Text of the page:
Recent Advances in Linguistics—Metalleus Lingua Pranca Contents Another Horrifying Cliché—Evan Smith

Important Idioms in Contemporary Science


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(28) is very likely a universal constraint. I know, for sure, that (28) works for English, French, and certain Lolo-Burmese dialects.
(14) provides a particularly striking confirmation of this hypothesis. Without (14) and a few other examples, we probably couldn’t support this hypothesis at all.
There appears to be no available evidence to the contrary. I’ve gone all the way back to about 1950, and I can’t find any evidence to the contrary.
Solution X is a widely accepted solution, but is it the correct solution? It probably couldn’t matter less, one way or the other, but I haven’t had a paper out in six months.
See for example, Chomsky, 1951, 1959, 1964, 1965, 1968... Grant me this one assumption, and I’ll show you a neat trick.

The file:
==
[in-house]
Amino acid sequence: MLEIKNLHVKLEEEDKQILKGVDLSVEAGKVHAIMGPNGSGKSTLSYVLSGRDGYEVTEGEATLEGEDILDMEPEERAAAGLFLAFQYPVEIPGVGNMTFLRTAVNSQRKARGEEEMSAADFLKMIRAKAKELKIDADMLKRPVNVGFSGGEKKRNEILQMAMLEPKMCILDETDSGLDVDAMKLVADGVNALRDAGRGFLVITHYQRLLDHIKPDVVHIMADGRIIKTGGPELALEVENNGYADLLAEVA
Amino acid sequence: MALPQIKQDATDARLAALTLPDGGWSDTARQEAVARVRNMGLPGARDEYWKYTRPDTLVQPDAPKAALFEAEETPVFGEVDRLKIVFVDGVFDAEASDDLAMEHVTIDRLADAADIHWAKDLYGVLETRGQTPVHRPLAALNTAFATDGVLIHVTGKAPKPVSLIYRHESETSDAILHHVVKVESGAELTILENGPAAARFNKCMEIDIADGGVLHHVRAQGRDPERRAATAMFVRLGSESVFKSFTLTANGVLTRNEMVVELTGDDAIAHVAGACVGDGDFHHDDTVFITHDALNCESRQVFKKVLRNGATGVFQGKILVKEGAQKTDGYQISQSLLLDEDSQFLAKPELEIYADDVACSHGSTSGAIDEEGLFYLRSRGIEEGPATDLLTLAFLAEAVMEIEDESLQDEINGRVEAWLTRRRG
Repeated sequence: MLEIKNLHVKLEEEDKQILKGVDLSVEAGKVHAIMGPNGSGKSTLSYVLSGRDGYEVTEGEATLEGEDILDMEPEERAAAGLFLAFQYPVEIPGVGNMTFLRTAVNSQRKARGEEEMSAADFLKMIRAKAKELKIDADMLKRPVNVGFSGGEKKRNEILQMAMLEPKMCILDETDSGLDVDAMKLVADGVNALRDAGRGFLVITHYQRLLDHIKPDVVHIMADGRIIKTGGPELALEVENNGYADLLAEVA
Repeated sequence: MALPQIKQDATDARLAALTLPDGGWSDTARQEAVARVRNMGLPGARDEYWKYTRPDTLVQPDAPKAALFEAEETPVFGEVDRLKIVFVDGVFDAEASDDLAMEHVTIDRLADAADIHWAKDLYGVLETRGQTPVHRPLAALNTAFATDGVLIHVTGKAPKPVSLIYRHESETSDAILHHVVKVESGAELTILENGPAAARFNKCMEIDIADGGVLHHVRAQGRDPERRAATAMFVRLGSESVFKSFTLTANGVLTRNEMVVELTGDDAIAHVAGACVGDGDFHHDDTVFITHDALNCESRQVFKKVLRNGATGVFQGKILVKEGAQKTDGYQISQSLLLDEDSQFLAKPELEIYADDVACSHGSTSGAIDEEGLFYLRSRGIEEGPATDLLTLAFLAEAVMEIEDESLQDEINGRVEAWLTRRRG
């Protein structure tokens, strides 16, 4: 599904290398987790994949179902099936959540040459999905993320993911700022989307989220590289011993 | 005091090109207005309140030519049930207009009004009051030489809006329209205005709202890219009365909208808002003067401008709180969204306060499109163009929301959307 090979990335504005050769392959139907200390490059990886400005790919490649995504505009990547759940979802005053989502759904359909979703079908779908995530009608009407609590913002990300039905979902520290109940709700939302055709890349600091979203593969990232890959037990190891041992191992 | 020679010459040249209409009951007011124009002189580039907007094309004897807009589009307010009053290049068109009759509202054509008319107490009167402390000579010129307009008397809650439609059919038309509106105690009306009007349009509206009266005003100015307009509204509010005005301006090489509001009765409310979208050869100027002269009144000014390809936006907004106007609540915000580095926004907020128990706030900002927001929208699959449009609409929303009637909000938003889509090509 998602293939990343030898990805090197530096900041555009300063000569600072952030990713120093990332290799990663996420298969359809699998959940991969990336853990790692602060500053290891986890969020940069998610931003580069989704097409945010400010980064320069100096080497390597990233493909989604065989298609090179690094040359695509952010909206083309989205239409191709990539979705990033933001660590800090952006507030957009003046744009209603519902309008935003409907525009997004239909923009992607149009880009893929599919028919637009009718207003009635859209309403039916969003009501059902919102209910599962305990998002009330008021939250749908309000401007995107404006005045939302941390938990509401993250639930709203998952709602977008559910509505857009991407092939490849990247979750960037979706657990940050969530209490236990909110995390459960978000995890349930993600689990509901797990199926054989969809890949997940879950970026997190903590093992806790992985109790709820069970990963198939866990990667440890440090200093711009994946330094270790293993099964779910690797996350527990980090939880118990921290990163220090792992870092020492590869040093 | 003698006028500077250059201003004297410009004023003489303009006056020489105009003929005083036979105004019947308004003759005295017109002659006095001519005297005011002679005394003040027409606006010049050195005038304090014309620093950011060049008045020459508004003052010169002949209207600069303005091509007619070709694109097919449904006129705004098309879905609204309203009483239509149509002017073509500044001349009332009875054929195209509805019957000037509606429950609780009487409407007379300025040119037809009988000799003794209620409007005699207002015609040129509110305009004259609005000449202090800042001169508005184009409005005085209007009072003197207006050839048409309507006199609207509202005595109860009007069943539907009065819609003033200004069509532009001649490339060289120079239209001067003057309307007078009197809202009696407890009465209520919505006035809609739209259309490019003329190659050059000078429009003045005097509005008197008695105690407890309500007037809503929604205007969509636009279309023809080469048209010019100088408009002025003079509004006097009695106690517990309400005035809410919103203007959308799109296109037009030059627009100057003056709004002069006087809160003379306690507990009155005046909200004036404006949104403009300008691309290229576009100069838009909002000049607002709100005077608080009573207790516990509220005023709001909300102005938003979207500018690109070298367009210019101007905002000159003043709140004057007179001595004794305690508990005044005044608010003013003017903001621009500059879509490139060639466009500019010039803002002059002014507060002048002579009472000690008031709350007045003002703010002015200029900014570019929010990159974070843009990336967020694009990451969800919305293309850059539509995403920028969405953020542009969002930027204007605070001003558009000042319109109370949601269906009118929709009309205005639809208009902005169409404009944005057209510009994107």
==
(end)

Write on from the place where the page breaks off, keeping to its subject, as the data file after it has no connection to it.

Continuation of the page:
Since there is so little crucial evidence on this issue, I will leave the question open. I have never understood this issue, the nature of the evidence, or the question.
These conclusions should also have important consequences for the study of Flathead noun phrases. I know this paper didn’t turn out too well, but I’ve seen worse.
For ease of exposition I will use alphabetic symbols rather than distinctive feature matrices. Why should I risk writing a rule that doesn’t work, if I can avoid it?
The behavior of nasal-initial clusters is, on the other hand, quite erratic, and a fuller account of them must await further data. There’s no way I can hassle with these nasal-initial clusters and still make my deadline.
Weisgerber’s rules strike me as highly unnatural. I can’t even read Weisgerber’s rules.

Recent Advances in Linguistics—Metalleus
Another Horrifying Cliché—Evan Smith
Lingua Pranca Contents